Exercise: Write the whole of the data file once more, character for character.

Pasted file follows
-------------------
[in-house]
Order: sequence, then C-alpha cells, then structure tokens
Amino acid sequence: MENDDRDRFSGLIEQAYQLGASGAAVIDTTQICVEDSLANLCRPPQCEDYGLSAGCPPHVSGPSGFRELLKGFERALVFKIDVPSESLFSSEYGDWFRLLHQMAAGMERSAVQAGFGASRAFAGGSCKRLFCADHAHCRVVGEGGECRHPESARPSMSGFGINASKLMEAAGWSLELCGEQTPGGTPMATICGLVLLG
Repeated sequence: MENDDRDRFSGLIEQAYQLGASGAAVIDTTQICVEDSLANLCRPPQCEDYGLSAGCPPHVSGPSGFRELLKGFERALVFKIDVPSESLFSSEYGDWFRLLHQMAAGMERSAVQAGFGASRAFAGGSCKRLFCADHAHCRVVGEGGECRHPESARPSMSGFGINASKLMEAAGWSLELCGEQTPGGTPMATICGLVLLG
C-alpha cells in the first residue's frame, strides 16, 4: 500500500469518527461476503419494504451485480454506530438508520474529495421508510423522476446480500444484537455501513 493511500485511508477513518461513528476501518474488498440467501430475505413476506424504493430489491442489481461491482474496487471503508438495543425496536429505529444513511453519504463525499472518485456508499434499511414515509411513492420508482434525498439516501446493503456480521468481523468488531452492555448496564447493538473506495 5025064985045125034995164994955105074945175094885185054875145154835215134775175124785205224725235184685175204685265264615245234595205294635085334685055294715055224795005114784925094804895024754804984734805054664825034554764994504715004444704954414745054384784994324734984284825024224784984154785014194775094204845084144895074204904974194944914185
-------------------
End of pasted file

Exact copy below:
[in-house]
Order: sequence, then C-alpha cells, then structure tokens
Amino acid sequence: MENDDRDRFSGLIEQAYQLGASGAAVIDTTQICVEDSLANLCRPPQCEDYGLSAGCPPHVSGPSGFRELLKGFERALVFKIDVPSESLFSSEYGDWFRLLHQMAAGMERSAVQAGFGASRAFAGGSCKRLFCADHAHCRVVGEGGECRHPESARPSMSGFGINASKLMEAAGWSLELCGEQTPGGTPMATICGLVLLG
Repeated sequence: MENDDRDRFSGLIEQAYQLGASGAAVIDTTQICVEDSLANLCRPPQCEDYGLSAGCPPHVSGPSGFRELLKGFERALVFKIDVPSESLFSSEYGDWFRLLHQMAAGMERSAVQAGFGASRAFAGGSCKRLFCADHAHCRVVGEGGECRHPESARPSMSGFGINASKLMEAAGWSLELCGEQTPGGTPMATICGLVLLG
C-alpha cells in the first residue's frame, strides 16, 4: 500500500469518527461476503419494504451485480454506530438508520474529495421508510423522476446480500444484537455501513 493511500485511508477513518461513528476501518474488498440467501430475505413476506424504493430489491442489481461491482474496487471503508438495543425496536429505529444513511453519504463525499472518485456508499434499511414515509411513492420508482434525498439516501446493503456480521468481523468488531452492555448496564447493538473506495 5025064985045125034995164994955105074945175094885185054875145154835215134775175124785205224725235184685175204685265264615245234595205294635085334685055294715055224795005114784925094804895024754804984734805054664825034554764994504715004444704954414745054384784994324734984284825024224784984154785014194775094204845084144895074204904974194944914185